http://www.globalresearch.ca/corruption-in-the-european-union-scandals-in-banking-fraud-and-secretive-ttip-negotiations/5543935

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The Face of Economic Collapse by James Reed

An article in The New York Post, “These are the Signs of an Economic Collapse,”  is one of many articles appearing in the mainstream media, speculating about the long-anticipated big economic breakdown, one to dwarf the last GFC. The article gives a check lists of the signs that a crash is coming:

“What does the beginning of an economic collapse look like? Do you see grocery stores closing? Do you see other retailers, like clothing stores and department stores, going out of business? Are there shuttered storefronts along your Main Street shopping district, where you bought a tool from the hardware store or dropped off your dry cleaning or bought fruits and vegetables?
Are you making as much money annually as you did 10 years ago? Do you see homes in neighborhoods becoming run down as the residents either were foreclosed upon, or the owner lost his or her job so he or she can’t afford to cut the grass or paint the house? Did that same house where the Joneses once lived now become a rental property, where new people come to live every few months?

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Letter to The Honourable Tim Fisher

Dear Mr Fisher
A couple of weeks ago I heard you being interviewed by an A.B.C. chap relative to the coming Centenary of the completion of the Transcontinental Railway line at Ooldea on 19 October 1916. I want to thank you for drawing attention to this historic achievement. But, perhaps more importantly, draw your attention to the manner in which the project was financed. The financial lesson of the past should be broadcast far and wide.

The two enclosed booklets (http://alor.org/Library/Amos%20DJ%20-%20Commonwealth%20Bank.pdf) detail how the Commonwealth Bank of Australia of Andrew Fisher, King O'Malley and Sir Denison Miller delivered quite remarkable benefits to our Nation for a period of about 12 years before the private banking cartel effectively castrated the Nations "peoples’ Bank".

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The Meme War by Chris Knight


Here in Australia critical writing among conservatives is not big on satire and a sense of the absurd; in a word, the use of memes, imagines and genes of ideas which express in one condensed package a powerful political message.
However, Alt Right literature in Europe and the United States does this, using characters such as Pepe the frog to deconstruct and disarm opponents. Hillary Clinton noted this meme war in her Alt Right speech. Pepe and other symbols introduces a sense of iconoclastic fun into an otherwise dry-as-dust, deadly serious debate. It is young person’s radical politics. It is the sort of material that a social media savvy generation loves.

This is not our way, and we should not try to use such techniques because, well, we are all just too old. Nevertheless, good luck to the younger generation in getting these ideas out. It would be good to see memes about fraudulent banking, the corrupt financial system, and the social credit answers as well.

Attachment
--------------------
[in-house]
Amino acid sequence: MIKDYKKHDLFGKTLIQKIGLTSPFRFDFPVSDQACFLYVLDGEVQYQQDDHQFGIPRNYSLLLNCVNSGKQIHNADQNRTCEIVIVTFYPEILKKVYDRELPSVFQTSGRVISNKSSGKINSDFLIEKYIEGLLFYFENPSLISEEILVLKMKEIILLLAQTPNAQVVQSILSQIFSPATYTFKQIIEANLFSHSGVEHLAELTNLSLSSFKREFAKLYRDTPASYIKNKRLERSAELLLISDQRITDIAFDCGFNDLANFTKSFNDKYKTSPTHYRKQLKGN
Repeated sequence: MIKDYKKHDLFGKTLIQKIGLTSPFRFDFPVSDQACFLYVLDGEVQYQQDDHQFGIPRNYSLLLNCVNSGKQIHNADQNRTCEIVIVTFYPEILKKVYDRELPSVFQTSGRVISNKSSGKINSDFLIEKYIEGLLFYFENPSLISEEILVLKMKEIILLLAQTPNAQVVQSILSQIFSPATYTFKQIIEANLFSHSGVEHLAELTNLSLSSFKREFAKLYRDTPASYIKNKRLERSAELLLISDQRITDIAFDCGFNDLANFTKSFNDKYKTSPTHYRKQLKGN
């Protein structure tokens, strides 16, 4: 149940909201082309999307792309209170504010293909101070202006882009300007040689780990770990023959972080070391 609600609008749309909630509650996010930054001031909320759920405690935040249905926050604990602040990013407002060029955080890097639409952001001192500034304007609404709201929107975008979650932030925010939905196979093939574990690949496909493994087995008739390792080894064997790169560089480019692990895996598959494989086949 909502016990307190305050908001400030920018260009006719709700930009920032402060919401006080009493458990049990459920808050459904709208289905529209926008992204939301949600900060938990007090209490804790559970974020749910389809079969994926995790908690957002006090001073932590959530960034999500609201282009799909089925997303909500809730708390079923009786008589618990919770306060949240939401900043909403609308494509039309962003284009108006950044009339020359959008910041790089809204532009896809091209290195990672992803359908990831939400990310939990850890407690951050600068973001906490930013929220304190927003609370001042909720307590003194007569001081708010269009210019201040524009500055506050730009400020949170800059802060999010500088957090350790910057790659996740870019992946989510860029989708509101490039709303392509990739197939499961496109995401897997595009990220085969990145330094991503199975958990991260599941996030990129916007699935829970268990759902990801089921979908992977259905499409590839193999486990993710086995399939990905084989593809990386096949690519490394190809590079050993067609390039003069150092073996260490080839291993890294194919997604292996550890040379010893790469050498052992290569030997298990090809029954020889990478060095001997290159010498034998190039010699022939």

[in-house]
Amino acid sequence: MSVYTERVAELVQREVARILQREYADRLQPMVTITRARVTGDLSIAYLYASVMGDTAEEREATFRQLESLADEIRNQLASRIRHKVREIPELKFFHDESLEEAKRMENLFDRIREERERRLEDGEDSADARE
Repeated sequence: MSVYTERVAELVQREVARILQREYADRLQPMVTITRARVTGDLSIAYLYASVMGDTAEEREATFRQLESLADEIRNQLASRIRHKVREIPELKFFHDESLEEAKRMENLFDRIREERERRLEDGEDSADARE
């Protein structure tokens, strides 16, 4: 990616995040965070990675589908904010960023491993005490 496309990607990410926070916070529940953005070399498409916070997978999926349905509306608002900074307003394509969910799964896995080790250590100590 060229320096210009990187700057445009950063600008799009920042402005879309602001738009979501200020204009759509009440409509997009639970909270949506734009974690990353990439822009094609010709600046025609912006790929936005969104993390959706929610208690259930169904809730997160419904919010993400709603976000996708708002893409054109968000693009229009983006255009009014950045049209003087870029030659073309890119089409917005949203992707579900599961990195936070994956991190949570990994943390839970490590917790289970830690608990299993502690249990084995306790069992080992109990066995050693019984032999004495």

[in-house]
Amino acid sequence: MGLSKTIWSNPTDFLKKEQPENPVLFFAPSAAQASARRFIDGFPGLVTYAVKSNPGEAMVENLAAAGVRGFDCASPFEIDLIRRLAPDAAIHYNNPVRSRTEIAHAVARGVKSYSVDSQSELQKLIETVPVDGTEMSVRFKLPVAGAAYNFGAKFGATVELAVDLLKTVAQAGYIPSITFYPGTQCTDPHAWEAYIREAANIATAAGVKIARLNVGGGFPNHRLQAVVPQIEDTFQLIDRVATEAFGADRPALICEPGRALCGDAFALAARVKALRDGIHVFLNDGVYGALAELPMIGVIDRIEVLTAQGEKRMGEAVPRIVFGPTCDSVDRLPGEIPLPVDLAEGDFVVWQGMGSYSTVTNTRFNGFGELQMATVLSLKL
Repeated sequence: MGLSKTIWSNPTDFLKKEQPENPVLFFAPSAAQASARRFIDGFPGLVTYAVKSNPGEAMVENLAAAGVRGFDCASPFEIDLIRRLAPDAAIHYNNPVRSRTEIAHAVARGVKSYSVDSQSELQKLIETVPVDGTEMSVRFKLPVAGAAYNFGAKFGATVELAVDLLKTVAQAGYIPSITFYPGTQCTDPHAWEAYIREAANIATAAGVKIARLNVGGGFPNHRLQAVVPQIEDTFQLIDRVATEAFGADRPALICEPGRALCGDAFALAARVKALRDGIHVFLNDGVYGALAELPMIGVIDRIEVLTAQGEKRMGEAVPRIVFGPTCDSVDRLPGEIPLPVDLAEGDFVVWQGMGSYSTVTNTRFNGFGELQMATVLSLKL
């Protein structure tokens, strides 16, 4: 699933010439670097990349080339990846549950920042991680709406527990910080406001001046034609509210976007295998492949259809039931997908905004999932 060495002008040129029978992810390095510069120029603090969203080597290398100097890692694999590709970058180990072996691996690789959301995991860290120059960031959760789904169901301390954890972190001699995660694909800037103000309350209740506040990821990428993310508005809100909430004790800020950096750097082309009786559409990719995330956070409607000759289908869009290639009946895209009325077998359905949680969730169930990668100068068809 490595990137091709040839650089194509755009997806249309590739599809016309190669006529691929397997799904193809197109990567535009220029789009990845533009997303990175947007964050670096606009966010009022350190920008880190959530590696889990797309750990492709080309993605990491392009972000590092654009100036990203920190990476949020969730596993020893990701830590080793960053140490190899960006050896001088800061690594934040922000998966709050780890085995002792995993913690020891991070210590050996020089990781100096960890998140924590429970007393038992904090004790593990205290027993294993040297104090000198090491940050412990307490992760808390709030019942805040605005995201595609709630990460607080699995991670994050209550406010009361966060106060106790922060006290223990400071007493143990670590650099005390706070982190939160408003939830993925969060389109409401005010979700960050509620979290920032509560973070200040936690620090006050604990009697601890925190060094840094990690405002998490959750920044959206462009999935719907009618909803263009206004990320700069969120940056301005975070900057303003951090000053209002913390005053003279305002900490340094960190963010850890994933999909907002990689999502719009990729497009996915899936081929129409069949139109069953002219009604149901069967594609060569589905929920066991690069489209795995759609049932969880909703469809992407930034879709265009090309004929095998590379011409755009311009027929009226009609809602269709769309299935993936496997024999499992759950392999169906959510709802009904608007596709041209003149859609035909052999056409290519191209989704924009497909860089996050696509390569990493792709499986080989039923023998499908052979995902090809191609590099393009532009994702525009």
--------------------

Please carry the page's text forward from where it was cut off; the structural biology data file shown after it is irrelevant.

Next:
Letters to the Editor

Western Leader, NZ
Aidan Crabtree (Western leader 13-9-16) says that wages are insufficient for most people. I agree. But there is no proper solution in forcing employers to pay more. All the costs of running a business must be recovered in the prices charged by the business. Higher costs, as in higher wages, higher overheads, etc., must be recoved in higher charges by that business, otherwise the business will go bankrupt.

The money system ought to be seen as society’s accounting system and able to be modified as factors such as labour-saving technology arise. Presently the production system staggers haphazardly along because the consuming public, which is all of us to one extent or another, have been permitted to mortgage ourselves to appalling levels. All new money presently introduced to  the system only adds to debt levels. A portion of new money creations needs to be introduced directly to consumers.

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The Privatisation of National Credit and Money-Printing by Jeremy Lee (Australia 2000- How Bright The Vision?)


This expansion of the money supply occurs every year; a smaller increase during a credit squeeze, accelerating when the Reserve Bank believes the economy needs stimulating. The controlling mechanism is now largely confined to the raising or lowering of interest rates.

It can also be seen that the creation of Australia’s monetary requirements - which many believe should be a Government prerogative - has been ceded almost entirely into private-sector hands. New money is put into circulation through loans and overdrafts, on which the ‘creators’ earn interest, and charge fees for operating accounts. They are not lending their own capital. They are claiming ownership of “new” money which is practically costless, and which should, in a just system, belong to the community.

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Social Credit and Foreign Trade by Wallace Klinck

"Obviously, if nations cannot absorb their own consumer production because of a lack of effective demand (i.e., unencumbered purchasing-power) and are forced to compensate by obtaining excess export earnings and seeking foreign investment it will be impossible to maintain cultural integrity as the financial pressures exert their inevitable and inexorable influence.